Cradle cap usually develops on a baby’s scalp when they are between one and three months old.  It got its name because it occurs in young babies of cradle age, and looks like a thick, waxy, yellowish scaly layer that covers the skin of the scalp.

Similar to dandruff, which is sort of an adult version of cradle cap, this condition is caused by seborrheic dermatitis.  There are various theories about cradle cap.  Some doctors believe it comes from overactive oil glands due to excess hormones, which the baby gets from its mother during pregnancy and nursing. Others believe that cradle cap may be the result of an overgrowth of yeast, named malassezia, which feeds off sebum that comes out of the oil glands.  Both theories seem to make sense. 

Cradle cap is not itchy and should not be confused with eczema, which is uncomfortable and itchy. As a matter of fact, cradle cap is more bothersome to moms and grandmas than to baby.   

My cute infant grandson seems to have a bad case of cradle cap, and was my inspiration for this article.  His wonderful pediatrician says it’s not dangerous and not a sign that anyone is doing anything wrong. It’s basically more of a cosmetic nuisance than a health issue.  For some babies, the condition may last for a year or longer, but such cases are not common. This seems to be a real embarrassment for an infant who is a descendent of a dermatologist on one side of the family, and a makeup artist and zealous skincare expert on the other side. I am therefore determined to get rid of his cradle cap in a natural and harmless way.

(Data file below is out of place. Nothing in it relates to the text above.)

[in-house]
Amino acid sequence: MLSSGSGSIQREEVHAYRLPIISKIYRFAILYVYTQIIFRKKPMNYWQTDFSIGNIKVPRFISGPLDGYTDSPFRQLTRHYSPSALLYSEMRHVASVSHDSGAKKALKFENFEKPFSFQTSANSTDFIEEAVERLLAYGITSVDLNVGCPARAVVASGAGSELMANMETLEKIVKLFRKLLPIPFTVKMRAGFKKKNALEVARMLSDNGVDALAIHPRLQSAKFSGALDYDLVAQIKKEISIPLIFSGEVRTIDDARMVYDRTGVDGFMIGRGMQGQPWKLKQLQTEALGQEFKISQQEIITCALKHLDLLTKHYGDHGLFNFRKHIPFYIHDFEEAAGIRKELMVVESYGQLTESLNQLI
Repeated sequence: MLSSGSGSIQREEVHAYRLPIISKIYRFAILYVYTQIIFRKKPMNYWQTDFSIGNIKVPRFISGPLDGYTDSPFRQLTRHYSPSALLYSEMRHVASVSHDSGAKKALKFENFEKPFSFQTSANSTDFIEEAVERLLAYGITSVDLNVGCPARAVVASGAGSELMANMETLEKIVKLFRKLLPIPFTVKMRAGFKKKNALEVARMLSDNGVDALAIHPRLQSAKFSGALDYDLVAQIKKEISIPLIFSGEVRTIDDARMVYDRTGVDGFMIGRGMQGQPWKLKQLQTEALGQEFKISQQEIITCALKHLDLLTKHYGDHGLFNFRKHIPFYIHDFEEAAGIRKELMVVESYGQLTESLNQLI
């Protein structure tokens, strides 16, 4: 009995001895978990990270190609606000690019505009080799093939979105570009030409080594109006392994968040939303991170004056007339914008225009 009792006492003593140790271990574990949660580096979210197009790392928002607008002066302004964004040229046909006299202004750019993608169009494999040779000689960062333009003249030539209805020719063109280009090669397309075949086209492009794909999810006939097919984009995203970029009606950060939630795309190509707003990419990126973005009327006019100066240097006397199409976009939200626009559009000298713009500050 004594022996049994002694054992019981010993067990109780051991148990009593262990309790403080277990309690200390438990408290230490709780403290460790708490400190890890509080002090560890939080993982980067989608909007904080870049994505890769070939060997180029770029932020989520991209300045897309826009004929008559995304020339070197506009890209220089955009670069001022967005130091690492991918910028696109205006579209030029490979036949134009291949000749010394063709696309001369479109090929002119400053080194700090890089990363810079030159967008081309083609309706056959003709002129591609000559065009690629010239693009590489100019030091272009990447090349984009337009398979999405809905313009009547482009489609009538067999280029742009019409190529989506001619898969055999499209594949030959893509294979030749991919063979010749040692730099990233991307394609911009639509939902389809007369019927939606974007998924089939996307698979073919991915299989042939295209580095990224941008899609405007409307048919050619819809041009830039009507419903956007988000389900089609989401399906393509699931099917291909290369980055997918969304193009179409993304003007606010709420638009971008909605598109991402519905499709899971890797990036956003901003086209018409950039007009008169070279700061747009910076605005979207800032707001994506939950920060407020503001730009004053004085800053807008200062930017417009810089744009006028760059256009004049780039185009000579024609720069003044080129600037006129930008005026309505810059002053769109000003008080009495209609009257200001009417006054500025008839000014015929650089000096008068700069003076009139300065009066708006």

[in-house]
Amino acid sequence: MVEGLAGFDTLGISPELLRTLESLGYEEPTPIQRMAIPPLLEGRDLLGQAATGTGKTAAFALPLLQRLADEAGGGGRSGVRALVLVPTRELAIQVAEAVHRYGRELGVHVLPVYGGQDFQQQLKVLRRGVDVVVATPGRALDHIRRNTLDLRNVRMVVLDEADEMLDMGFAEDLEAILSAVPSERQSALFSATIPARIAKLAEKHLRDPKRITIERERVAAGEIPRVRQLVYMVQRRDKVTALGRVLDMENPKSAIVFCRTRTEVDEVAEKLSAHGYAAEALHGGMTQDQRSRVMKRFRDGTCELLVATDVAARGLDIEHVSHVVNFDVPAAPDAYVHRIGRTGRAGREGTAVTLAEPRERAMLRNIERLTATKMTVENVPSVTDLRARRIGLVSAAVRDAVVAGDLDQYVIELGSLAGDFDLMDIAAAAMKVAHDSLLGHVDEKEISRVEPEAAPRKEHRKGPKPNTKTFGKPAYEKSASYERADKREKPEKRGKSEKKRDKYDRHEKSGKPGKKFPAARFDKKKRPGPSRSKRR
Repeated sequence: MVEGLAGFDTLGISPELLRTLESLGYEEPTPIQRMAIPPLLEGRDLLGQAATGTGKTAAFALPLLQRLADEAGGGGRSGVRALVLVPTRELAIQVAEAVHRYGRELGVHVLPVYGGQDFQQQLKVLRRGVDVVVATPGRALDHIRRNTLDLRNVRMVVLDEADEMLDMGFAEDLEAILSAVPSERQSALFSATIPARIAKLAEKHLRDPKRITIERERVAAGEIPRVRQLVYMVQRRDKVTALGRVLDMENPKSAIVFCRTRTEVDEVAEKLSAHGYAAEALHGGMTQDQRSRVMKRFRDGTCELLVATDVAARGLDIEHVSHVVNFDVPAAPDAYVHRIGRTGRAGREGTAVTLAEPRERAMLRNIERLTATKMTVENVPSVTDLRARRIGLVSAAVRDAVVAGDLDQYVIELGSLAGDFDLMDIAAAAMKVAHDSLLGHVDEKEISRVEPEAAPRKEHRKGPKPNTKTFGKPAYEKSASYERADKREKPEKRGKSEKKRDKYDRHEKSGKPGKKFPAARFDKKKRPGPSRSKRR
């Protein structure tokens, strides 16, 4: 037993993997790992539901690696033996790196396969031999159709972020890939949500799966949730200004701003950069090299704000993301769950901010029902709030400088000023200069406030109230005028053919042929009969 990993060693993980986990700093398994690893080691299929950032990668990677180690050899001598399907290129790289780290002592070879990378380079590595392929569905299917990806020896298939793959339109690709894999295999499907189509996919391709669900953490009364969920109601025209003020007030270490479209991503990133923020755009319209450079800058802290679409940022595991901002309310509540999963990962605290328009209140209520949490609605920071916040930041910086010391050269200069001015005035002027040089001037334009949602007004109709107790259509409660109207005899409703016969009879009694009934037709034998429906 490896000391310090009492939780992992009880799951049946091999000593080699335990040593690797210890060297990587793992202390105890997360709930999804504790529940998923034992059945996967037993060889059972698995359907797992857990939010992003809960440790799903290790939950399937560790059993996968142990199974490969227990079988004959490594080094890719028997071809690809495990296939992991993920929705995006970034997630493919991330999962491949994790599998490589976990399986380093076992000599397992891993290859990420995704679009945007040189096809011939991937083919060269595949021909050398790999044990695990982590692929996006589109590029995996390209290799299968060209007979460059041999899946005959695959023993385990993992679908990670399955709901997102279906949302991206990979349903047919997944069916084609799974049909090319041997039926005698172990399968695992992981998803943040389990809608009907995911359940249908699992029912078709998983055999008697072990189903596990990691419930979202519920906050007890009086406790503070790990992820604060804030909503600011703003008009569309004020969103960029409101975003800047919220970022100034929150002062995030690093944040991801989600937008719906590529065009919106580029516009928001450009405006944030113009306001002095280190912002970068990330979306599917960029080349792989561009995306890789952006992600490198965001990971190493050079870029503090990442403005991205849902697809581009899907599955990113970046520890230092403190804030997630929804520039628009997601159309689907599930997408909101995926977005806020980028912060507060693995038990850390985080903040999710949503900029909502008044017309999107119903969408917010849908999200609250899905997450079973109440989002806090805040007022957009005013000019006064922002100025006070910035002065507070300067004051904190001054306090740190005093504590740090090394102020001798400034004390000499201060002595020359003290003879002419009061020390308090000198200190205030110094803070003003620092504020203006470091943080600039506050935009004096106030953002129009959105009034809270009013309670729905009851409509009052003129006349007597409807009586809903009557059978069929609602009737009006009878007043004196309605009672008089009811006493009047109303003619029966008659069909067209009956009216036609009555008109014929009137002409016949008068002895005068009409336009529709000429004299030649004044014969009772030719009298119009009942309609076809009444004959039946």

It’s not difficult or expensive to treat and it’s always refreshing to restore baby’s scalp to a normal condition and appearance.  I just experimented for the first time with the following treatment, which seems to be yielding results without irritating baby’s sensitive scalp.  This method should also work for anyone with seborrheic dermatitis.

Using organic coconut oil on a baby’s scalp is an old and effective way to combat cradle cap.  Begin by rubbing some coconut oil onto the scaly patches of skin on baby’s head and surrounding areas.  Then gently massage the oil into the area of the cradle cap, which will loosen the flakes and nourish the scalp underneath.  Do not substitute olive oil for coconut oil, because it may detract from the skin’s natural barrier and increase the growth of yeast.  Leave it on for at least 15 to 20 minutes in order to soak in before bathing baby as usual.  Next, use a mild baby cleanser and shampoo, which is gentle on the skin. This will remove the coconut oil. Repeat this treatment every few days until it disappears.  At the end of the day, don’t despair, because by the time your baby begins dating, his or her cradle cap will surely be history.

Risselle Naimark is a Professional Freelance Makeup Artist and Skincare Consultant. She carries an extensive line of personalized skincare, cosmetics, and anti-aging products. Risselle is also available for weddings, Bar Mitzvahs, makeup lessons, and all of your beauty needs. She can be reached at 718 263-5517.